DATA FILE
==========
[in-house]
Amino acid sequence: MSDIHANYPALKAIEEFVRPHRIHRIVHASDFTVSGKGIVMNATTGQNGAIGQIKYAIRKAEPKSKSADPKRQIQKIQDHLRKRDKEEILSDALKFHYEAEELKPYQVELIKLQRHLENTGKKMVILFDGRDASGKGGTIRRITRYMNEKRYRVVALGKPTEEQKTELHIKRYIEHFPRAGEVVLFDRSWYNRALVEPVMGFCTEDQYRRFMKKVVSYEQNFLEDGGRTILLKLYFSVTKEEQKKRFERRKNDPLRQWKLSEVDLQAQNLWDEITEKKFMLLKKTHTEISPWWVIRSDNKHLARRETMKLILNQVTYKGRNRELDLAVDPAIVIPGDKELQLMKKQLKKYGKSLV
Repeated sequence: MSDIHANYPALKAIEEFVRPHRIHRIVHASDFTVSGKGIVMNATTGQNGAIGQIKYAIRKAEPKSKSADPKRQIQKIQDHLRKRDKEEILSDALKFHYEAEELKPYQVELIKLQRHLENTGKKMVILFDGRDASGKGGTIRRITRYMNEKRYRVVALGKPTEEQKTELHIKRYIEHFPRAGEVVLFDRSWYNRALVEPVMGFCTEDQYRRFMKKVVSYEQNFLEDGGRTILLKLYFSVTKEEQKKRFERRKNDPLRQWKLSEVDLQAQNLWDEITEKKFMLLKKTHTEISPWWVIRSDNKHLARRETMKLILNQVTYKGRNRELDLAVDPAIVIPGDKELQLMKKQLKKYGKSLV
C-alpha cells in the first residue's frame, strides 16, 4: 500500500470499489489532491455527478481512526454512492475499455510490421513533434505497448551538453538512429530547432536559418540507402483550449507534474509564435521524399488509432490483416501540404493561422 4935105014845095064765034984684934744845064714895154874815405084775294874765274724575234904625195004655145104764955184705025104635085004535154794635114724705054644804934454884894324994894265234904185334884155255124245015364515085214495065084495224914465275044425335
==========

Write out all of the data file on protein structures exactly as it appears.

[in-house]
Amino acid sequence: MSDIHANYPALKAIEEFVRPHRIHRIVHASDFTVSGKGIVMNATTGQNGAIGQIKYAIRKAEPKSKSADPKRQIQKIQDHLRKRDKEEILSDALKFHYEAEELKPYQVELIKLQRHLENTGKKMVILFDGRDASGKGGTIRRITRYMNEKRYRVVALGKPTEEQKTELHIKRYIEHFPRAGEVVLFDRSWYNRALVEPVMGFCTEDQYRRFMKKVVSYEQNFLEDGGRTILLKLYFSVTKEEQKKRFERRKNDPLRQWKLSEVDLQAQNLWDEITEKKFMLLKKTHTEISPWWVIRSDNKHLARRETMKLILNQVTYKGRNRELDLAVDPAIVIPGDKELQLMKKQLKKYGKSLV
Repeated sequence: MSDIHANYPALKAIEEFVRPHRIHRIVHASDFTVSGKGIVMNATTGQNGAIGQIKYAIRKAEPKSKSADPKRQIQKIQDHLRKRDKEEILSDALKFHYEAEELKPYQVELIKLQRHLENTGKKMVILFDGRDASGKGGTIRRITRYMNEKRYRVVALGKPTEEQKTELHIKRYIEHFPRAGEVVLFDRSWYNRALVEPVMGFCTEDQYRRFMKKVVSYEQNFLEDGGRTILLKLYFSVTKEEQKKRFERRKNDPLRQWKLSEVDLQAQNLWDEITEKKFMLLKKTHTEISPWWVIRSDNKHLARRETMKLILNQVTYKGRNRELDLAVDPAIVIPGDKELQLMKKQLKKYGKSLV
C-alpha cells in the first residue's frame, strides 16, 4: 500500500470499489489532491455527478481512526454512492475499455510490421513533434505497448551538453538512429530547432536559418540507402483550449507534474509564435521524399488509432490483416501540404493561422 4935105014845095064765034984684934744845064714895154874815405084775294874765274724575234904625195004655145104764955184705025104635085004535154794635114724705054644804934454884894324994894265234904185334884155255124245015364515085214495065084495224914465275044425335